Renal impairment

Elimination of galantamine decreases with decreasing creatinine clearance as observed in a study with renally impaired subjects. Compared to Alzheimer patients, peak and trough plasma concentrations are not increased in patients with a creatinine clearance of >9 ml/min. Therefore, no increase in adverse events is expected and no dosage adjustments are needed (see section 4.2).

Pharmacokinetic/pharmacodynamic relationship

No apparent correlation between average plasma concentrations and efficacy parameters (i.e. change in ADAS-Cog/11 and CIBIC-plus at month 6) were

observed in the large Phase III trials with a dose-regimen of 12 and 16 mg twice daily.

Plasma concentrations in patients experiencing syncope were within the same range as in the other patients at the same dose.

The occurrence of nausea is shown to correlate with higher peak plasma concentrations (see section 4.5).

5.3 Preclinical safety data

Non-clinical data reveal no special hazard for humans based on conventional studies of safety pharmacology, repeated dose toxicity, genotoxicity and carcinogenic potential.

Reproduction toxicity studies showed a slight delay in development in rats and rabbits, at doses which are below the threshold of toxicity in the pregnant females.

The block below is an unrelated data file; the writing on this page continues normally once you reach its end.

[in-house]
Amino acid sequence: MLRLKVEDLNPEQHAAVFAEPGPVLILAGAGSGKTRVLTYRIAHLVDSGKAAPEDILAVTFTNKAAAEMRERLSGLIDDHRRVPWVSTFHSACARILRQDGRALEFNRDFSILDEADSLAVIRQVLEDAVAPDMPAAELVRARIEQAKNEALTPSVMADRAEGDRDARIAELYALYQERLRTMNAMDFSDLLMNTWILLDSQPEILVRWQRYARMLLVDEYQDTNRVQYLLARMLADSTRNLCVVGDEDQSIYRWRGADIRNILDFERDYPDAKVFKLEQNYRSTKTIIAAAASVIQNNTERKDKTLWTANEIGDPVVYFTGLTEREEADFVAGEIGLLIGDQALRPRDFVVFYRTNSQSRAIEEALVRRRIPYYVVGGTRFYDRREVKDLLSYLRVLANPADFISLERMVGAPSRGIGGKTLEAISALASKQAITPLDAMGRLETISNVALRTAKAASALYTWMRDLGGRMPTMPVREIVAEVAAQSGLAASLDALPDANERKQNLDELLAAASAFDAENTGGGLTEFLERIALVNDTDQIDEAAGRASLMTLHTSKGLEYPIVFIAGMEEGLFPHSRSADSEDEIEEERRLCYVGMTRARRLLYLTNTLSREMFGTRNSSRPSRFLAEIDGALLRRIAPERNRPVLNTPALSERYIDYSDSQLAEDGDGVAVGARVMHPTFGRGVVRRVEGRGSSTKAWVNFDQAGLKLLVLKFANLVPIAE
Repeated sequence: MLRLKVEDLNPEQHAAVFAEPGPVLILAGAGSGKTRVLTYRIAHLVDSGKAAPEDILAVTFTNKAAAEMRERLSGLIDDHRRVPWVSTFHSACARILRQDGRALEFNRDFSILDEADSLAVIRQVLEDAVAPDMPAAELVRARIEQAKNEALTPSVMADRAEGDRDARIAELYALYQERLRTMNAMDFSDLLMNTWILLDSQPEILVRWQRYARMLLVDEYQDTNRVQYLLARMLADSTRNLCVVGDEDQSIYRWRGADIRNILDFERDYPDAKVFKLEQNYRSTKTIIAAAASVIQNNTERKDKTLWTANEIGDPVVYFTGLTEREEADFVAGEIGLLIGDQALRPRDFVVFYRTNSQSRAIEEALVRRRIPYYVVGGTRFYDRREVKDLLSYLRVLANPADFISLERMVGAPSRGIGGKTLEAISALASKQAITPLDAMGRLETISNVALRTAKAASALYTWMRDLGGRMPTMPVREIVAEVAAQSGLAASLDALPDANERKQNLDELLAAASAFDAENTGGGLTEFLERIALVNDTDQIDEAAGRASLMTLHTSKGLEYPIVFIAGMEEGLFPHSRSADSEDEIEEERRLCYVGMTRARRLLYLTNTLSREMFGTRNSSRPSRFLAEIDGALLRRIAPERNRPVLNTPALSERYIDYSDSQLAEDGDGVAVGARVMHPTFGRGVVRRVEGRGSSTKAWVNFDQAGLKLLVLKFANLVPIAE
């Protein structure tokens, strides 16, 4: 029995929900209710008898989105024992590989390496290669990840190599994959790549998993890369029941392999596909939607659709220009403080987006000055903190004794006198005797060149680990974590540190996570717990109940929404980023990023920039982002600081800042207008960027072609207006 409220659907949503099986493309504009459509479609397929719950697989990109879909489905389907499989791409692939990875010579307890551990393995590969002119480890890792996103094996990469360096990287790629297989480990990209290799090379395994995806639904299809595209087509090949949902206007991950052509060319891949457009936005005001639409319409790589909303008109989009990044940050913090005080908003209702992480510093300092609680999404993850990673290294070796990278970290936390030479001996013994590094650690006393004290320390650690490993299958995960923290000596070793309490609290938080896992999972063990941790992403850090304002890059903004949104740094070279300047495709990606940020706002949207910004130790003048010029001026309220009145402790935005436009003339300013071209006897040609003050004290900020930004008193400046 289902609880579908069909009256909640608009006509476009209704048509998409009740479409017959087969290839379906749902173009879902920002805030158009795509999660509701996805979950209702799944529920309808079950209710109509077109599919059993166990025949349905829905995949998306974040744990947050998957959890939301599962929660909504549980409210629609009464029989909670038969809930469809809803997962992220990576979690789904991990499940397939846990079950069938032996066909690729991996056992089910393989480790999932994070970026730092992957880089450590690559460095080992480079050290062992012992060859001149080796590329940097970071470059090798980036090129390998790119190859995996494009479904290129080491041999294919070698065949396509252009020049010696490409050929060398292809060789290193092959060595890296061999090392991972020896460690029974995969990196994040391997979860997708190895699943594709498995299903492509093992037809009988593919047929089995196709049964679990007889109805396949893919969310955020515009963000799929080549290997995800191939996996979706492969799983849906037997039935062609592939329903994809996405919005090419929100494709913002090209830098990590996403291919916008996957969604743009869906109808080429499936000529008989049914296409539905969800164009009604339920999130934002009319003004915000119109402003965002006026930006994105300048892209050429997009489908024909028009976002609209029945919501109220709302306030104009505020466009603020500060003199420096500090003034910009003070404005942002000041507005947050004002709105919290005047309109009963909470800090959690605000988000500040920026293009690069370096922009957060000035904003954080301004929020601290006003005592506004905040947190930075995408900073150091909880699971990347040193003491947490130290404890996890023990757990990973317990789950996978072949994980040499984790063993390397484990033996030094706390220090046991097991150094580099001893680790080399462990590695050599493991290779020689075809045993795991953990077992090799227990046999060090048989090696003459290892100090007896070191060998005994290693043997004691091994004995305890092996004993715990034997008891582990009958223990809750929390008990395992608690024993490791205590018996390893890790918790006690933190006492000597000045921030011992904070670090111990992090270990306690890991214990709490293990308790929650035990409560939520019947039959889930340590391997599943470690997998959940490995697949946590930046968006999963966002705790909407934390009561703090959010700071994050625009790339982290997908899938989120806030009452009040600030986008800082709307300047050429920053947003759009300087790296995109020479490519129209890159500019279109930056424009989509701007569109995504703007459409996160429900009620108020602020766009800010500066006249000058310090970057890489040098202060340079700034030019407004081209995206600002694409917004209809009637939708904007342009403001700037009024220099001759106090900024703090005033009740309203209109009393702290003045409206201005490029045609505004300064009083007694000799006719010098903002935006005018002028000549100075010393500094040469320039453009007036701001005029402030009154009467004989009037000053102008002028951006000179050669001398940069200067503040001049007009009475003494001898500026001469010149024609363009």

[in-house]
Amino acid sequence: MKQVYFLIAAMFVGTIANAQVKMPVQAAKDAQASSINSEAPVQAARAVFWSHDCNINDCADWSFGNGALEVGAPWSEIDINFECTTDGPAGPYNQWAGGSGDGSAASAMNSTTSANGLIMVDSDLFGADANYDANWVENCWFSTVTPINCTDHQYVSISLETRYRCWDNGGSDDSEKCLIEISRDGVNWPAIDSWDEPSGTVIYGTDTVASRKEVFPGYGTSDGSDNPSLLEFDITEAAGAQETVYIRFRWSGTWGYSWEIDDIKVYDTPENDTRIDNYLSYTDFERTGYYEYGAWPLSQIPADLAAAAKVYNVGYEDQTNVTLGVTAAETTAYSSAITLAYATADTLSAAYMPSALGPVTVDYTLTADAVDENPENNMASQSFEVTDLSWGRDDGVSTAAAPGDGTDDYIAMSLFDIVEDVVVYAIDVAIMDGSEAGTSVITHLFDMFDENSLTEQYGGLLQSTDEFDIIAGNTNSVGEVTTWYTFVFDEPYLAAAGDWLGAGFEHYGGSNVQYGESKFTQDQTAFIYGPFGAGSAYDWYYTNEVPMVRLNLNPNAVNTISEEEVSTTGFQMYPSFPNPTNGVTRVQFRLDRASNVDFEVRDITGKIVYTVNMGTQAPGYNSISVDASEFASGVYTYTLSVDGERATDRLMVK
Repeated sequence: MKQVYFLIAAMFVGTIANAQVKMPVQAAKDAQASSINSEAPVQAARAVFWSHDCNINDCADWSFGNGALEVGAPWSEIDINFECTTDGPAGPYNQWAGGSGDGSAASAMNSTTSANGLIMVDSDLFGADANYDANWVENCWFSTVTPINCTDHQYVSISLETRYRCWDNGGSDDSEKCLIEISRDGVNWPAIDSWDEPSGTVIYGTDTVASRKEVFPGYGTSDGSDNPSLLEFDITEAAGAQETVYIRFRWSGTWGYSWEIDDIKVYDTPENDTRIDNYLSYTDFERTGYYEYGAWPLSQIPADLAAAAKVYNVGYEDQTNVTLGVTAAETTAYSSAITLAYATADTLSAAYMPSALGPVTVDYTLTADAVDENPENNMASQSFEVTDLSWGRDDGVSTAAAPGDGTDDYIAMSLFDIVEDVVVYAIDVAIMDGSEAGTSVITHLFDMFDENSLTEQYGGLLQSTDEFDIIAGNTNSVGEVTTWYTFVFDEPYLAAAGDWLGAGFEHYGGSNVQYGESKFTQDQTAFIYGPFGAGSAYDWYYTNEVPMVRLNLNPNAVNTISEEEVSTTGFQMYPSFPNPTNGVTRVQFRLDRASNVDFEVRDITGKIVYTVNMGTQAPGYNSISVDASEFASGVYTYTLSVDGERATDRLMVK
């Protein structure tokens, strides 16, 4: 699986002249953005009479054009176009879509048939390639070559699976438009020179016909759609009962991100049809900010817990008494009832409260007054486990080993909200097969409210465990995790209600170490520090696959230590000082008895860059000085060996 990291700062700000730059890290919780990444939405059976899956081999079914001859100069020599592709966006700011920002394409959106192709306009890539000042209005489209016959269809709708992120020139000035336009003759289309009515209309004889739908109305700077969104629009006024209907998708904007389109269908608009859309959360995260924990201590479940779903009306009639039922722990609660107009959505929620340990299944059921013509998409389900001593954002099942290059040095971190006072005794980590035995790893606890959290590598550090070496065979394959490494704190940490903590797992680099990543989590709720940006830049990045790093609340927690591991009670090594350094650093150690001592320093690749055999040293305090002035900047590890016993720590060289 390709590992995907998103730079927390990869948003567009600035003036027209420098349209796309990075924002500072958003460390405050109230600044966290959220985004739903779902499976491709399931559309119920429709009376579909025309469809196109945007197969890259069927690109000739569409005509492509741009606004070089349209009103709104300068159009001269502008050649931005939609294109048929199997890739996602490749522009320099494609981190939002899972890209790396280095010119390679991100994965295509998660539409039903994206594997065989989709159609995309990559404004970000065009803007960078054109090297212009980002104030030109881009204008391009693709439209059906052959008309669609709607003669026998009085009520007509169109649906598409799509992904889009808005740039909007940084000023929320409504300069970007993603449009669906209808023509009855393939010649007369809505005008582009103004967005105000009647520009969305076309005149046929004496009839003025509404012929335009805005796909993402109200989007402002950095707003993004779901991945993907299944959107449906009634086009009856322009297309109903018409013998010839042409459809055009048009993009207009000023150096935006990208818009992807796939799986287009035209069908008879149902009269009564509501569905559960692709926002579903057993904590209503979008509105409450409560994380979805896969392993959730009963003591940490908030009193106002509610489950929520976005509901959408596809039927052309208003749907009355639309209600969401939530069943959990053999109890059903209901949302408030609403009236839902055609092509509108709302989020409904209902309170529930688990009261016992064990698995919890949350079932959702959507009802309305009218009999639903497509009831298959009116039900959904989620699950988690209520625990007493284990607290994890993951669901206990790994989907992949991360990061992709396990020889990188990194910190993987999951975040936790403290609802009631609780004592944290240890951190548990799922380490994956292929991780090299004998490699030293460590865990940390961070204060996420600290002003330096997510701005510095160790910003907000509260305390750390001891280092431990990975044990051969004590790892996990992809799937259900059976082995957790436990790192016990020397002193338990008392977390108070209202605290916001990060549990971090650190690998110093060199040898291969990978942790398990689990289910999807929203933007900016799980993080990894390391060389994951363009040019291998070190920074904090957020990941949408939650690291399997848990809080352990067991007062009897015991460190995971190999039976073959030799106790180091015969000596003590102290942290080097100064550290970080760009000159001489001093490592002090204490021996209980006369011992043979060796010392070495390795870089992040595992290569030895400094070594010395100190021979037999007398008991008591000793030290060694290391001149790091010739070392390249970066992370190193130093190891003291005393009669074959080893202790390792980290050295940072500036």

6.1    List of excipients

Tablet core:

Lactose monohydrate Microcrystalline cellulose Crospovidone Colloidal anhydrous silica Magnesium stearate


Polyvinyl alcohol Titanium Dioxide (E171)

Macrogol 4000 Talc

Iron oxide yellow (E172)

12 mg: Iron oxide red (E172)

12 mg: Sunset yellow FCF aluminium lake (E110)

12 mg: Allura red AC aluminium lake (E129)

6.2 Incompatibilities

Not applicable.


Shelf life

30 months.


Special precautions for storage

This medicinal product does not require any special storage conditions.


Nature and contents of container

PVC/PE/PVdC -Aluminium blisters.

12 mg: Blister packs of 1, 14, 30, 56, 60, 100, 112 and 168 film-coated tablets. Not all pack sizes may be marketed.


Special precautions for disposal

No special requirements.